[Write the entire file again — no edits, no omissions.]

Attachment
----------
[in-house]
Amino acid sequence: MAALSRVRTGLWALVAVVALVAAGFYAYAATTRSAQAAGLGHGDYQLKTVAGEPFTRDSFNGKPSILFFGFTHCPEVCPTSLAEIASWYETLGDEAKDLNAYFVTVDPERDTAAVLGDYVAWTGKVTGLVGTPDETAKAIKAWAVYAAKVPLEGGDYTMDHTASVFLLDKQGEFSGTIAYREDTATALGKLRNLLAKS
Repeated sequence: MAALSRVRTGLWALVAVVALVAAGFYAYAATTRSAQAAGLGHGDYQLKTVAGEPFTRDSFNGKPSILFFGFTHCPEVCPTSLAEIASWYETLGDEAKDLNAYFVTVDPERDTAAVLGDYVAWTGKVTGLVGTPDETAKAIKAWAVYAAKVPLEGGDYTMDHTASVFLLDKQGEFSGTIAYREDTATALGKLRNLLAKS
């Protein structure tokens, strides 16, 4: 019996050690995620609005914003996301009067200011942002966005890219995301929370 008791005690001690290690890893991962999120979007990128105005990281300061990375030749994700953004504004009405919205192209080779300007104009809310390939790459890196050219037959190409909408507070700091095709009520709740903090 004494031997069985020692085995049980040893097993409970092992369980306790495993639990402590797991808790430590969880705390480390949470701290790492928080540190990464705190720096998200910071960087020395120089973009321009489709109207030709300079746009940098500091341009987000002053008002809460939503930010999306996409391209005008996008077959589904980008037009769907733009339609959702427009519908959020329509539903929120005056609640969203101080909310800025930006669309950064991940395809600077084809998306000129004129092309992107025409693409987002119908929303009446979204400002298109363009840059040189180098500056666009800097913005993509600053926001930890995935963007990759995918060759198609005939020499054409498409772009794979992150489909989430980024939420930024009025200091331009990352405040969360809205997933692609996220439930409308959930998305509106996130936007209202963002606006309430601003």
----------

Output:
[in-house]
Amino acid sequence: MAALSRVRTGLWALVAVVALVAAGFYAYAATTRSAQAAGLGHGDYQLKTVAGEPFTRDSFNGKPSILFFGFTHCPEVCPTSLAEIASWYETLGDEAKDLNAYFVTVDPERDTAAVLGDYVAWTGKVTGLVGTPDETAKAIKAWAVYAAKVPLEGGDYTMDHTASVFLLDKQGEFSGTIAYREDTATALGKLRNLLAKS
Repeated sequence: MAALSRVRTGLWALVAVVALVAAGFYAYAATTRSAQAAGLGHGDYQLKTVAGEPFTRDSFNGKPSILFFGFTHCPEVCPTSLAEIASWYETLGDEAKDLNAYFVTVDPERDTAAVLGDYVAWTGKVTGLVGTPDETAKAIKAWAVYAAKVPLEGGDYTMDHTASVFLLDKQGEFSGTIAYREDTATALGKLRNLLAKS
């Protein structure tokens, strides 16, 4: 019996050690995620609005914003996301009067200011942002966005890219995301929370 008791005690001690290690890893991962999120979007990128105005990281300061990375030749994700953004504004009405919205192209080779300007104009809310390939790459890196050219037959190409909408507070700091095709009520709740903090 004494031997069985020692085995049980040893097993409970092992369980306790495993639990402590797991808790430590969880705390480390949470701290790492928080540190990464705190720096998200910071960087020395120089973009321009489709109207030709300079746009940098500091341009987000002053008002809460939503930010999306996409391209005008996008077959589904980008037009769907733009339609959702427009519908959020329509539903929120005056609640969203101080909310800025930006669309950064991940395809600077084809998306000129004129092309992107025409693409987002119908929303009446979204400002298109363009840059040189180098500056666009800097913005993509600053926001930890995935963007990759995918060759198609005939020499054409498409772009794979992150489909989430980024939420930024009025200091331009990352405040969360809205997933692609996220439930409308959930998305509106996130936007209202963002606006309430601003």